Extron has been doing this for years and of course it is the first
part to fail in their units. Smart Technologies Sympodium power
supplies, that they have contract built in China, fail in a year or so
for the same reason. Technicians and electronic engineers at my work
place can't think of a rational reason why these manufacturers do
this. This is pro gear where reliability is a great concern so it
doesn't seem to be planned failure mode. Thanks. Chuck


Probably to keep you from touching the can, which is probably
electrically hot. The life you save may be your own.

Electrolytic caps do not normally get hot. There is a temperature
rise equal to the ripple current times the square of the ESR
(equivlent series resistance). If the ESR is too high, usually due to
underspecifying the voltage rating or capacitor type, it will get
warm. There are derating curves for capacitors at various
temperatures. There are also lifetime prediction calculators which
include the operating temperature.

If you're shopping for a conspiracy theory, I guess the capacitors are
badly specified or picking up heat from adjacent heat dissipating
devices. A nearby resistor or heat sunk xsistor will heat up a cap
quite nicely. The shrink tube will have little effect on the cap
temperature. Black absorbs more heat, so it might be slightly warmer
from nearby radiation. At best, maybe a degree or two.

Pro audio is the same as consumer audio, except for the price tag and
the hype.

--
# Jeff Liebermann 150 Felker St #D Santa Cruz CA 95060
# 831-336-2558
# http://802.11junk.com
#
http://www.LearnByDestroying.com AE6KS
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Default Why do some manufacturers wrap the electrolytic capacitor that gets the hottest in a switching power supply in shrink wrap?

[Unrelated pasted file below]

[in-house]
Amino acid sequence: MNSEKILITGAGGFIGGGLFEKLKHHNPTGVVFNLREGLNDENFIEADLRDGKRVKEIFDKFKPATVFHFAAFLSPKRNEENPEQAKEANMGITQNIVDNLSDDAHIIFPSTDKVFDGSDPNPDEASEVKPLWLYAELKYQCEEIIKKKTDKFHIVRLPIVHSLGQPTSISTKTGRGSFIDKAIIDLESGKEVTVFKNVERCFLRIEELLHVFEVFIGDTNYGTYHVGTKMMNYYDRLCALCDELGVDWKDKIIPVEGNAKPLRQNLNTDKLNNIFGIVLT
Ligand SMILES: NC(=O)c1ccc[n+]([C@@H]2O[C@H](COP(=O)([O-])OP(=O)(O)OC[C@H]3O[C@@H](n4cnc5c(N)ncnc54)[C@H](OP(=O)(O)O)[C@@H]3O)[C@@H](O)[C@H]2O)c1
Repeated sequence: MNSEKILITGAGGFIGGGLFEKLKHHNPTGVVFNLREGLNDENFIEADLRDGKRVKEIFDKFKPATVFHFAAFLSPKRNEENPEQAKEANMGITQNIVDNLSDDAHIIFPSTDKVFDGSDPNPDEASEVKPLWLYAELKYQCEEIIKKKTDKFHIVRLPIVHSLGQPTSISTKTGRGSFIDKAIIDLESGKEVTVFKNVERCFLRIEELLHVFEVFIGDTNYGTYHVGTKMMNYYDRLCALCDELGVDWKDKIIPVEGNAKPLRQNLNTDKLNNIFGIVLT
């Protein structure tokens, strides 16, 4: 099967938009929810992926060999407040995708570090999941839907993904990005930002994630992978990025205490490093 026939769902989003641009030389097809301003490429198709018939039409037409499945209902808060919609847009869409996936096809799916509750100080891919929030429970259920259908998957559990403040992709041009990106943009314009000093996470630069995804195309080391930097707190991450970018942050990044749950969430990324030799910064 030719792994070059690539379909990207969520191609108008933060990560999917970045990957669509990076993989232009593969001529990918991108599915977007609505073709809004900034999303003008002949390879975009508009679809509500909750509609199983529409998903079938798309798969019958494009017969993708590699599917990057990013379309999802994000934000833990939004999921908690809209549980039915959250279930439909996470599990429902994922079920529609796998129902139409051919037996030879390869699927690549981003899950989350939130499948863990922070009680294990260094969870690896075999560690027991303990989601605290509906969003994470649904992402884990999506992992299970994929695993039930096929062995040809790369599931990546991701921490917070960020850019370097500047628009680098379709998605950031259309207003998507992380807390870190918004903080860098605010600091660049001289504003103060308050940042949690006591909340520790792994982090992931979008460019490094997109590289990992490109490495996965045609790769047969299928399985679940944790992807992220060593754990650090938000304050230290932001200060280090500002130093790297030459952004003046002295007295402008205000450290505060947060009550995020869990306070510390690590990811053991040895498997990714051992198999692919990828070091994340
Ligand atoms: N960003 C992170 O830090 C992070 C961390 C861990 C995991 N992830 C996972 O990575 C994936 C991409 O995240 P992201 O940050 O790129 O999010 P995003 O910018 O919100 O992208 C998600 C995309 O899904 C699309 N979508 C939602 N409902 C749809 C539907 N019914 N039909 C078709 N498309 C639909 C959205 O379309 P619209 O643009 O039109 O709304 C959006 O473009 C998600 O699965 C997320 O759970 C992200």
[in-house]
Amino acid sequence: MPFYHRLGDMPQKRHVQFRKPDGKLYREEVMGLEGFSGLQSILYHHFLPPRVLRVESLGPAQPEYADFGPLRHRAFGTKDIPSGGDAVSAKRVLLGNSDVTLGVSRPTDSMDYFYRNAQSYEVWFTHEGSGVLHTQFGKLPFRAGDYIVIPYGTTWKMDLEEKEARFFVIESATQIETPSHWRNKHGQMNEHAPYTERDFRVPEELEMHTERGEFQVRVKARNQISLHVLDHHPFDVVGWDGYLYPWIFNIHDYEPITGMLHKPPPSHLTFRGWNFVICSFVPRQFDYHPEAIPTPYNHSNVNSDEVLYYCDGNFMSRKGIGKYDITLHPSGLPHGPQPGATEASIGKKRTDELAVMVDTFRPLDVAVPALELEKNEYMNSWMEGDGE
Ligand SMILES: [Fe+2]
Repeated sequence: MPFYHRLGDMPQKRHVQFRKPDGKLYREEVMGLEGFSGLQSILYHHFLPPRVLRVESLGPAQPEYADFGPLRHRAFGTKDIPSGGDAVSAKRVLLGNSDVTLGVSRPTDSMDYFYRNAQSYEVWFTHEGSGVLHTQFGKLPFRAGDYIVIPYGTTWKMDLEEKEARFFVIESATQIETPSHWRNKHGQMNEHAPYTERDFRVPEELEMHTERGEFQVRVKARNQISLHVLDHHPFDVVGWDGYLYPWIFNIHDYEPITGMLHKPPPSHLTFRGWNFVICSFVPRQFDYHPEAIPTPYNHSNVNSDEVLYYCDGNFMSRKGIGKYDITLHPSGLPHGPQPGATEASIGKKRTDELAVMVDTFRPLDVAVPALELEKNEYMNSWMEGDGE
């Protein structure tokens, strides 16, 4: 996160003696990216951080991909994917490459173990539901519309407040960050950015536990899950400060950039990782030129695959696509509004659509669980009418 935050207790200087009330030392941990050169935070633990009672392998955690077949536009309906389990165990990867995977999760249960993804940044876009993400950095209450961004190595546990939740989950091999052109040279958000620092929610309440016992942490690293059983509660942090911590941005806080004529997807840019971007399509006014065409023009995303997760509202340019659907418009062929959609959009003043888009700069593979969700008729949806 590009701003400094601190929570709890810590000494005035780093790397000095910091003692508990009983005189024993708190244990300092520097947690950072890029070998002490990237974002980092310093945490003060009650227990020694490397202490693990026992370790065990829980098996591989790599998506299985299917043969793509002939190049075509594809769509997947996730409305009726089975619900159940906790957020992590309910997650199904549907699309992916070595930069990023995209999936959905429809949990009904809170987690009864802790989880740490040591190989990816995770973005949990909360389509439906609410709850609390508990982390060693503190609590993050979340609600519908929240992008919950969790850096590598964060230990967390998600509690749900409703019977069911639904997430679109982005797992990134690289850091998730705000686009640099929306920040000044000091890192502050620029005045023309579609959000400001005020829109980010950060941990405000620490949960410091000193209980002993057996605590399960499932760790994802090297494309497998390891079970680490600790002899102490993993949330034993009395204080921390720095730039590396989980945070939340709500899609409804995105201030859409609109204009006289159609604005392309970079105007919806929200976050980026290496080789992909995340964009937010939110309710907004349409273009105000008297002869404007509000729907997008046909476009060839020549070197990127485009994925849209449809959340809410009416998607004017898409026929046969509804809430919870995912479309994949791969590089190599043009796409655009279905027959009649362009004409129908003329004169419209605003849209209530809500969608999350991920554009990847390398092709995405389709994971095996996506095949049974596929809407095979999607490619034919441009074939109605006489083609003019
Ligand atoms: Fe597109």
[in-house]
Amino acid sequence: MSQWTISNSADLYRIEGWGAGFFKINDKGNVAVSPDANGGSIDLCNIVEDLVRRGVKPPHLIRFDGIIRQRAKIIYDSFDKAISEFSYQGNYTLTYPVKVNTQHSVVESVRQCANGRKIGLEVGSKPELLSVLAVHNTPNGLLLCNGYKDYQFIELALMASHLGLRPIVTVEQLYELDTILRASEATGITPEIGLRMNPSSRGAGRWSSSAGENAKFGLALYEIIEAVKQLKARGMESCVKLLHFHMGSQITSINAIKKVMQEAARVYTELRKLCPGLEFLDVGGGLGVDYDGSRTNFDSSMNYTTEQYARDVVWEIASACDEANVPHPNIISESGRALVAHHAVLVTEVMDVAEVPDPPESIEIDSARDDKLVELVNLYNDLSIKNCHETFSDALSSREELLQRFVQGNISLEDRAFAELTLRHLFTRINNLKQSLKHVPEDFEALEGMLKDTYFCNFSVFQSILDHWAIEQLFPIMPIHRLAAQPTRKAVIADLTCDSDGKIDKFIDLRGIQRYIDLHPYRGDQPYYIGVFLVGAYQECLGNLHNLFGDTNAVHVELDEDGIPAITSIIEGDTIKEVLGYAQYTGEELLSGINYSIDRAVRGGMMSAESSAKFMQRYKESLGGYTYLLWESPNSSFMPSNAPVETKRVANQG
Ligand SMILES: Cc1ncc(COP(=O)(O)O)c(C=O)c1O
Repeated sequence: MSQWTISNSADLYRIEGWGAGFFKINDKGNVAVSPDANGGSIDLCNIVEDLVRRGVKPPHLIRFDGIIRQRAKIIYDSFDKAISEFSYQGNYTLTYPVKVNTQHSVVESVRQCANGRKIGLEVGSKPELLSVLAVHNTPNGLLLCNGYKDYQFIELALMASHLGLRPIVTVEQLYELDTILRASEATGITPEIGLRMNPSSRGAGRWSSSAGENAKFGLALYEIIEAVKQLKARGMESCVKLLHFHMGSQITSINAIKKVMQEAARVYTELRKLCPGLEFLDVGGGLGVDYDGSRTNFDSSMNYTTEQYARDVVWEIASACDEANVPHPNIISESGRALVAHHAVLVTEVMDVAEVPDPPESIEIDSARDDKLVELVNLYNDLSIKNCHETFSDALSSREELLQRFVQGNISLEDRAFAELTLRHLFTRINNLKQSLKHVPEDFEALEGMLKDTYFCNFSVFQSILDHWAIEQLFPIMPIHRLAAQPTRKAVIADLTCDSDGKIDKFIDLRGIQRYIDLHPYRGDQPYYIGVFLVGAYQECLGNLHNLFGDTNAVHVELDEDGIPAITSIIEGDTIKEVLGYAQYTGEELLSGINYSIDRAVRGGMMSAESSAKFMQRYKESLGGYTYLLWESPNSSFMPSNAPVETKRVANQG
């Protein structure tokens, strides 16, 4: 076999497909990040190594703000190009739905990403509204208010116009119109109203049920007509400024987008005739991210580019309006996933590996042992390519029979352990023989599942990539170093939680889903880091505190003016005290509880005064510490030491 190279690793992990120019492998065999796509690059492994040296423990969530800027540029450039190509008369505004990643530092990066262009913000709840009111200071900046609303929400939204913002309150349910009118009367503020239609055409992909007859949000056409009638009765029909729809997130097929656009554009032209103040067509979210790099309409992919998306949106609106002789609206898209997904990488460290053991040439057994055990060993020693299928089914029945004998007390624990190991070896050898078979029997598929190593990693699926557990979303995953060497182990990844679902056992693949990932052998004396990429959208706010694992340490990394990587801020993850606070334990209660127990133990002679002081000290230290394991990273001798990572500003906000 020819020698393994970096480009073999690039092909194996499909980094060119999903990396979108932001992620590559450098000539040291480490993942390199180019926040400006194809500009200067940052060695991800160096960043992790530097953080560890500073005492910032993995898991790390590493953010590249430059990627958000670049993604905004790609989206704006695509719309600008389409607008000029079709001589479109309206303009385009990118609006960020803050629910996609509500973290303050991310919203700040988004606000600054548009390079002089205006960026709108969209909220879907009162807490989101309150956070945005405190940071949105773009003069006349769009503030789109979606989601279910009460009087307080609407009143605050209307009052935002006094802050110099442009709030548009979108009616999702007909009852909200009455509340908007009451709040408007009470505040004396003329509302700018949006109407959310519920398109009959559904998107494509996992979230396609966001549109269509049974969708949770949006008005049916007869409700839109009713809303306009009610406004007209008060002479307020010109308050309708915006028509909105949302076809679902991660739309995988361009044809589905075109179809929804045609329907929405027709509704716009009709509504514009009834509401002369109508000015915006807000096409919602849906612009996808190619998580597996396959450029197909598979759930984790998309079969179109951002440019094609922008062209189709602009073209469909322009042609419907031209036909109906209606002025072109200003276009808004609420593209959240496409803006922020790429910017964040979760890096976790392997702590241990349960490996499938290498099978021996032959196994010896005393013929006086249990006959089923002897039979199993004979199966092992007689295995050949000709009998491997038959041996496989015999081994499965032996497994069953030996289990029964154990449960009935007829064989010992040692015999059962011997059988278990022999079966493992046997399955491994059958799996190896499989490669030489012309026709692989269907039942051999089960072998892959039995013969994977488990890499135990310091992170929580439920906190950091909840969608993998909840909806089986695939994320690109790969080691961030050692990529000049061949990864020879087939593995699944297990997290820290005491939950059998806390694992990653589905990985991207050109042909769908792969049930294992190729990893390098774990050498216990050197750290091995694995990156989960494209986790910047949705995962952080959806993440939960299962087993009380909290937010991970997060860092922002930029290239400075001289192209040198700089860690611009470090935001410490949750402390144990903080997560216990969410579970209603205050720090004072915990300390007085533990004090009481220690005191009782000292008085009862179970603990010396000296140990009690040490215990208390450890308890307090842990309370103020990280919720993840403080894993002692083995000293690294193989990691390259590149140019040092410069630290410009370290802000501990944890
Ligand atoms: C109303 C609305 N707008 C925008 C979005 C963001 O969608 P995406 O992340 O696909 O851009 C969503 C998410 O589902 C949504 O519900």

"Jeff Liebermann"

Electrolytic caps do not normally get hot. There is a temperature
rise equal to the ripple current times the square of the ESR
(equivlent series resistance).



** Wanna try that again ??


Pro audio is the same as consumer audio, except for the price tag and
the hype.


** Only true of most Chinese made stuff.



..... Phil


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Default Why do some manufacturers wrap the electrolytic capacitor that gets the hottest in a switching power supply in shrink wrap?

On Wed, 31 Aug 2011 11:14:07 +1000, "Phil Allison"
wrote:

"Jeff Liebermann"

Electrolytic caps do not normally get hot. There is a temperature
rise equal to the ripple current times the square of the ESR
(equivlent series resistance).



** Wanna try that again ??


Oops.
Powah = Ripple Current squared times ESR.
Thanks (grumble)...

Pro audio is the same as consumer audio, except for the price tag and
the hype.


** Only true of most Chinese made stuff.


I didn't know that anything was made outside of China these days. If
the boards and boxes aren't built in China, the components probably
are made in China.
http://www.made-in-china.com/products-search/hot-china-products/Pro_Audio.html
http://www.made-in-china.com/Consumer-Electronics-Catalog/Professional-Audio-Lighting.html
http://www.diytrade.com/china/4/products-list/0-k-c-1/pro_audio.html
http://www.alibaba.com/countrysearch/CN/pro_audio.html




--
# Jeff Liebermann 150 Felker St #D Santa Cruz CA 95060
# 831-336-2558
# http://802.11junk.com
#
http://www.LearnByDestroying.com AE6KS
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Default Why do some manufacturers wrap the electrolytic capacitor that gets the hottest in a switching power supply in shrink wrap?

Chuck wrote in message
...
Extron has been doing this for years and of course it is the first
part to fail in their units. Smart Technologies Sympodium power
supplies, that they have contract built in China, fail in a year or so
for the same reason. Technicians and electronic engineers at my work
place can't think of a rational reason why these manufacturers do
this. This is pro gear where reliability is a great concern so it
doesn't seem to be planned failure mode. Thanks. Chuck